But my God, the journey back. My ears have never been so assaulted for such a prolonged period of time. They’re still ringing now, a week later. The twenty-seven strong family of Sicilians, like me, alighted the train at Rome, and, unlike me, talked NON-STOP for the next eight hours. By my great misfortune in the game of chance that is the advanced booking lottery, my seat was smack bang in the middle of their group, so most of the time they were also shouting over/through me. Initially, there was a fellow lone-passenger sitting opposite me, with whom I was able to share the odd look of fear and companionship. He got off the train at Naples, taking with him the last dregs of my sanity. I nearly spat my water out when, as he did so, the matriarch said ‘gosh, are we at Naples already? Time flies!’ It’s exhausting being around such a great deal of noise and enthusiasm all the time, I imagine it’s how primary school teachers feel at the kids’ end of term school disco: lots of shrieking and running around with little order to the proceedings. Except the disco lasts eight hours. And there is no escape. The general ‘frastuono’ – my new favourite word that, given it means ‘din’ or ‘racket’, I have cause to use all the time here – was unbearable.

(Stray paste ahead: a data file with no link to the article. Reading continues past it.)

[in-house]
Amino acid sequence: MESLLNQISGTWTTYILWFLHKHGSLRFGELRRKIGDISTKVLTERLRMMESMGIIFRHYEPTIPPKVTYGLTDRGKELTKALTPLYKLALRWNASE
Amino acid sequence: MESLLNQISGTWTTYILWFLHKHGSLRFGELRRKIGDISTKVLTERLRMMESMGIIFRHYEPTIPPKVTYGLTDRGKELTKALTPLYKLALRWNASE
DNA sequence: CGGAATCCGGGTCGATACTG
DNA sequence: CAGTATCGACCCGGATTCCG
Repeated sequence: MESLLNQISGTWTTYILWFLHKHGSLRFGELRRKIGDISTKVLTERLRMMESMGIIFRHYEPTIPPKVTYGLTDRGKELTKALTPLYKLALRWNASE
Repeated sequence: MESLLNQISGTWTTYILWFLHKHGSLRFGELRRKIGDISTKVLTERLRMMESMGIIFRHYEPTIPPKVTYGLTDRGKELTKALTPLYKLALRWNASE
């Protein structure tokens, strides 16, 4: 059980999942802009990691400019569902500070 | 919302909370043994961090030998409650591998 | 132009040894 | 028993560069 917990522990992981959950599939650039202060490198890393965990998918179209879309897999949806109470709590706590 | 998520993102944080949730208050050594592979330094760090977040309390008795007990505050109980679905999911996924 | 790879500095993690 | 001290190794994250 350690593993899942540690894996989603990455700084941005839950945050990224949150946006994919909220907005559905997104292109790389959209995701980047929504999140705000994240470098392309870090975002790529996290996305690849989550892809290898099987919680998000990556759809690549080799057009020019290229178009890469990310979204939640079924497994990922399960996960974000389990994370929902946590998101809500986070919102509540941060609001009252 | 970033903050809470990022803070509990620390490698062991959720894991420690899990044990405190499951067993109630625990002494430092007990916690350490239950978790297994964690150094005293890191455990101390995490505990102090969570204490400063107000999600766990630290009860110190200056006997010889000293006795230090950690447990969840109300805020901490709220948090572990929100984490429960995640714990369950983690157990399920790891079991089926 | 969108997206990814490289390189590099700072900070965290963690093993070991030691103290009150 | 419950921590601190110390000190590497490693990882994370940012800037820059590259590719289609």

Often there would be several family members in the aisles, leaning literally over or on my body to chat, resting against my innocent arm, passing food over me… in my Britishness I made an effort to make my limbs as small and compact as possible to accommodate their rudeness, but jeez, I’ve got to put my left arm somewhere. The youngest of the group spent a lot of the journey toddling up and down the aisle of the carriage, no parent in sight but adoring extended relatives all around – cute for the first fifteen minutes, okay after an hour, a bit repetitive after the sixth, especially as everyone sitting around him would all wave and shriek for his attention whenever he toddled by, basking in the adoration like bloody Harry Styles.